Kent

Boy from Strood runs up £1,000 Xbox bill

Dawn Matthews and Brendan Jordon
Image caption Neither Dawn Matthews nor her son realised he was running up such a large bill

A Kent mother is warning other parents after her 11-year-old son spent more than £1,000 on a live internet games console without her knowledge.

Dawn Matthews entered her bank details into Brendan Jordon's Microsoft Xbox so he could play friends online, but turned off parental control by mistake.

She did not realise Brendan was buying extra features and games until her bank card was refused for a bill payment.

Microsoft said it gave parents the tools to manage children's gaming.

Ms Matthews, from Strood, said Brendan spent amounts as small as £4.50 but they added up over six months.

She said she had not been checking her bank statements because her laptop was broken.

"I said to Brendan, 'Have you been buying things from your Xbox', and he said yes," she said.

"But when I showed him the total he burst into tears."

'Educated decisions'

Brendan said he spent the £1,087 total unknowingly.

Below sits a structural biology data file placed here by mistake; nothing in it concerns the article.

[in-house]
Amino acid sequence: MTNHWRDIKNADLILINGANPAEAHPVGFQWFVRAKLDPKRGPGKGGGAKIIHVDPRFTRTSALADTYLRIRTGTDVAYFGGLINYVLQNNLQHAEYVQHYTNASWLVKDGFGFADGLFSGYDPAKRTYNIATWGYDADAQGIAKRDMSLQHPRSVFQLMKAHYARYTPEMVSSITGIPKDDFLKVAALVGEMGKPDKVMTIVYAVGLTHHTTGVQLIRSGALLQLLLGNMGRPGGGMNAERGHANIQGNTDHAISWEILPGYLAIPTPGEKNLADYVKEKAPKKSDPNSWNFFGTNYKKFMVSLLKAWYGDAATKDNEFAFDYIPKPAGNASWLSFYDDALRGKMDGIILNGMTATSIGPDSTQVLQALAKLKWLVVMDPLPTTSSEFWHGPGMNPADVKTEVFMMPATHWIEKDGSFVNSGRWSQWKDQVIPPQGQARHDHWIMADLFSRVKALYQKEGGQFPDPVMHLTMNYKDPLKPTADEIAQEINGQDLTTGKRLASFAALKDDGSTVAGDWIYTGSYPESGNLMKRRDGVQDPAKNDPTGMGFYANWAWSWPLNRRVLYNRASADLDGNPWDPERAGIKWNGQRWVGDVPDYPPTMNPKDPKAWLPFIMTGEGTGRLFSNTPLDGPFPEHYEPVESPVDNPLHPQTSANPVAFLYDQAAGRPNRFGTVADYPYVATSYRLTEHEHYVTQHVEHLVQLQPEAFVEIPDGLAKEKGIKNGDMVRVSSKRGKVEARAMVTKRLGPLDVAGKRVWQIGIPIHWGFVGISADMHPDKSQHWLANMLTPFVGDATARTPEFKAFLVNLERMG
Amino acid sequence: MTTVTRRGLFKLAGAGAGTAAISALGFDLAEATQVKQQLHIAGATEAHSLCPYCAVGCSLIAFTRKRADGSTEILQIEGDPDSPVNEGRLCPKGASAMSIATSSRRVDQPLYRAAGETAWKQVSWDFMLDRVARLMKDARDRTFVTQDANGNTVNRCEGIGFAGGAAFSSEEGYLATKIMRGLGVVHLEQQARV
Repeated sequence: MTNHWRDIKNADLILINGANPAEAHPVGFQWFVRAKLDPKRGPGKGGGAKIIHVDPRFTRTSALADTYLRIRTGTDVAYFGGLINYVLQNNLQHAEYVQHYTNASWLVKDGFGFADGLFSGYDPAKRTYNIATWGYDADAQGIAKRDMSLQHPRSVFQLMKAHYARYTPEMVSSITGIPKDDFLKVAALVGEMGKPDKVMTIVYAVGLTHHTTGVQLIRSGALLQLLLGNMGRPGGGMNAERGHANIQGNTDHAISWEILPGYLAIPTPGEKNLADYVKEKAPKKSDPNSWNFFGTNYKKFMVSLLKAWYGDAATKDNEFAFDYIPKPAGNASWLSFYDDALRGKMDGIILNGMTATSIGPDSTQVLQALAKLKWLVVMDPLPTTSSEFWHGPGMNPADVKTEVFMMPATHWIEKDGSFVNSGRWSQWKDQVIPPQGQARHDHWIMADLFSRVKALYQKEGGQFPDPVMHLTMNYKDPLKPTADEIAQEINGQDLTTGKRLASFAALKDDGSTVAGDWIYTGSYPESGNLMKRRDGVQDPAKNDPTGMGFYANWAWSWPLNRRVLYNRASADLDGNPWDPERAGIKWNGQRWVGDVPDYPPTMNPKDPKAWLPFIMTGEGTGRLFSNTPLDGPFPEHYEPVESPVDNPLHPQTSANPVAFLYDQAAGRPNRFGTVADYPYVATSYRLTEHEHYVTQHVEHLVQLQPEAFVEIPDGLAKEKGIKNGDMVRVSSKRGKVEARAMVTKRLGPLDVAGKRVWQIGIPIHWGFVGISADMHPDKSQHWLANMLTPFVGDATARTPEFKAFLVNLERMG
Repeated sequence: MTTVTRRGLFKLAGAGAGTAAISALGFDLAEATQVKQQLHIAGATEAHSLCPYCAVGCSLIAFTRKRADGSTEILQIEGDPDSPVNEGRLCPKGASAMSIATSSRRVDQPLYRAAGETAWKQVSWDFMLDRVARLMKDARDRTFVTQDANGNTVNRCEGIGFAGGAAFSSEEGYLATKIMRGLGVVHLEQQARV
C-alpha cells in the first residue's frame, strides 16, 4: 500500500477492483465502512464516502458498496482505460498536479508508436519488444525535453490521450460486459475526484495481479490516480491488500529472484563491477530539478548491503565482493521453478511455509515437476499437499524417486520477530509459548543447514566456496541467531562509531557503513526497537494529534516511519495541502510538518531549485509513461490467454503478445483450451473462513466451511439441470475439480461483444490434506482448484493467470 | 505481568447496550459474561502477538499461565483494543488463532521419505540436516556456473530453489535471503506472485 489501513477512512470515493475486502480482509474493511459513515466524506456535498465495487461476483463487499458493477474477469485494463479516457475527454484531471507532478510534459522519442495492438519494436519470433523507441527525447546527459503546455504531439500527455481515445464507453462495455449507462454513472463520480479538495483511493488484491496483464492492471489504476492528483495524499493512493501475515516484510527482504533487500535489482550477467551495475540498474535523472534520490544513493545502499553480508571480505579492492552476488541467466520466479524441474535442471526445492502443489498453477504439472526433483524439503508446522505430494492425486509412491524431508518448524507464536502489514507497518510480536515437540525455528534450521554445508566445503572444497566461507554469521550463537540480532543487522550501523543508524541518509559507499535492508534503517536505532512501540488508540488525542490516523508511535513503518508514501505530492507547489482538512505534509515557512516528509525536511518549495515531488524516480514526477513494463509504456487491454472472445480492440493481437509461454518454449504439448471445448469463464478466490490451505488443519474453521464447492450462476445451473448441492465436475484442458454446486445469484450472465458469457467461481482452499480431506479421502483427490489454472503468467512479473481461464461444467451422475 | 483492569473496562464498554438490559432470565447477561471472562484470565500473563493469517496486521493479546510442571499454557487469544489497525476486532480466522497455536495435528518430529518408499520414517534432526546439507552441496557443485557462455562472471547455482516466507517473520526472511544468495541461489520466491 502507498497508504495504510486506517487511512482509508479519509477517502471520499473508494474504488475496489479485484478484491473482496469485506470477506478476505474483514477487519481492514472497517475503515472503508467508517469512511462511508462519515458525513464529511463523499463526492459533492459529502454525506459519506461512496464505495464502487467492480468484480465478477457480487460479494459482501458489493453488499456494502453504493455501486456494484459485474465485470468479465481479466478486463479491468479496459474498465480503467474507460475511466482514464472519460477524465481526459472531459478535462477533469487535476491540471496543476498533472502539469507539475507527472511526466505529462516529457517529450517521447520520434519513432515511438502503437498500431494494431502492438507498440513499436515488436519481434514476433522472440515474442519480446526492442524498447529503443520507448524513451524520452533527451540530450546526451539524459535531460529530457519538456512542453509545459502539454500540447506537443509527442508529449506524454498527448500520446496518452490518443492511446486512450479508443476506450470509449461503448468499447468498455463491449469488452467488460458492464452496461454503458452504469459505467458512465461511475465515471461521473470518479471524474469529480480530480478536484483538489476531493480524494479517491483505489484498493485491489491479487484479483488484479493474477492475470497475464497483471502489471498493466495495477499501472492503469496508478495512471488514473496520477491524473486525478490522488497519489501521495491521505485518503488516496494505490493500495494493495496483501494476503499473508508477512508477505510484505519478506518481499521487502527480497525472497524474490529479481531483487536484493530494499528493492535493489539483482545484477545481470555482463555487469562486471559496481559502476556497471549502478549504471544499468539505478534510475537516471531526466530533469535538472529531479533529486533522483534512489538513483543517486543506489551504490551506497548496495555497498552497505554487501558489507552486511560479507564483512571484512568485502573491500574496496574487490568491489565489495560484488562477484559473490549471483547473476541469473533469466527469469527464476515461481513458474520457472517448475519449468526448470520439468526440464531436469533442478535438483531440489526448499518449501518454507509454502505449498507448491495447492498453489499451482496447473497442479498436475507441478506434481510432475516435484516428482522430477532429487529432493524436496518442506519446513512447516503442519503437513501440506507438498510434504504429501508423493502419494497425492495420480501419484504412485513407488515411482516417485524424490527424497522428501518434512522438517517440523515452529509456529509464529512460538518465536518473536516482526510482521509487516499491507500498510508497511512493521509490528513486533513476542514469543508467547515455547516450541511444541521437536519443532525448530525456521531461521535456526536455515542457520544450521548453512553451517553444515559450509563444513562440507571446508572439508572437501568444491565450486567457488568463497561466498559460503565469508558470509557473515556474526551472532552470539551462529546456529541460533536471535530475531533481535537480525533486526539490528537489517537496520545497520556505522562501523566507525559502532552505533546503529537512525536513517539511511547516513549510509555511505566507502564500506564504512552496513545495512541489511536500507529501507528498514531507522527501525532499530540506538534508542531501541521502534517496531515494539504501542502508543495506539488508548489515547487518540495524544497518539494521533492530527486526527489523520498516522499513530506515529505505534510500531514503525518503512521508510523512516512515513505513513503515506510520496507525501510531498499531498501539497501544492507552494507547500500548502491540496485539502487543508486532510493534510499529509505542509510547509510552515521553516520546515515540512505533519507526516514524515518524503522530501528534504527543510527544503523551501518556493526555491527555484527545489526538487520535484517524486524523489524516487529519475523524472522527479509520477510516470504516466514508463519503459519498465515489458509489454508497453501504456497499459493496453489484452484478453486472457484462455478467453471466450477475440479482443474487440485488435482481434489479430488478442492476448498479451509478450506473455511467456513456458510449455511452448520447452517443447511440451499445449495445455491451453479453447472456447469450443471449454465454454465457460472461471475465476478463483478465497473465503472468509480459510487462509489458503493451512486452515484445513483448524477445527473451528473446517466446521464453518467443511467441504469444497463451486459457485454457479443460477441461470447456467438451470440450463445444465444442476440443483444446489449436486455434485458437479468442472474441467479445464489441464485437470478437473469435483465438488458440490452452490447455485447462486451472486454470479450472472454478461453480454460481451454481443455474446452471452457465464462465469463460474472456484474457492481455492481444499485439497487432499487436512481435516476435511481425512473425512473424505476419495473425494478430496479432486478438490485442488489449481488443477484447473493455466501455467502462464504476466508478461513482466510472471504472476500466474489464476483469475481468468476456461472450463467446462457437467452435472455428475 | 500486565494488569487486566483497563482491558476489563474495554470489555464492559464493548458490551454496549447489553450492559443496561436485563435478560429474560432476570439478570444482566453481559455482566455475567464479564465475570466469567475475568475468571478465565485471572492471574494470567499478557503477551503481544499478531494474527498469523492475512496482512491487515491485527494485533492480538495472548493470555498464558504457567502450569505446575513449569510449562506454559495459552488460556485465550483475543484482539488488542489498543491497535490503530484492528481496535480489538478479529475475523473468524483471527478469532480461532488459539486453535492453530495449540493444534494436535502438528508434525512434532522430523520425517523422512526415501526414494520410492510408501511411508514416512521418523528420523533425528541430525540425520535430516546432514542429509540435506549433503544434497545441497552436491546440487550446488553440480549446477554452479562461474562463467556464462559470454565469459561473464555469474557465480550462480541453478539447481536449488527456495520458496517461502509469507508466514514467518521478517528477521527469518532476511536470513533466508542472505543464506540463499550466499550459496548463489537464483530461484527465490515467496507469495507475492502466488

"It was just me wanting to get all this stuff which other people have which I don't have and I was getting jealous," he said.

His mother has now started a Facebook campaign to warn other parents not to make her mistake.

Brendan had to go without presents on his birthday to make up for his spending.

Microsoft said in a statement that there were more than 30 million Xbox Live members across the world and complaints of this nature were extremely rare.

Live accounts registered for children's use have online activity automatically switched off, but it can be enabled by the parent in the Family Settings section.

"We have recently launched the Play Smart, Play Safe website as an online resource for families," it added.

"This site brings together the most current parental control tools, expert tips and resources to help families make educated decisions on what and how children play, watch and browse."

More on this story

Related Internet links

The BBC is not responsible for the content of external Internet sites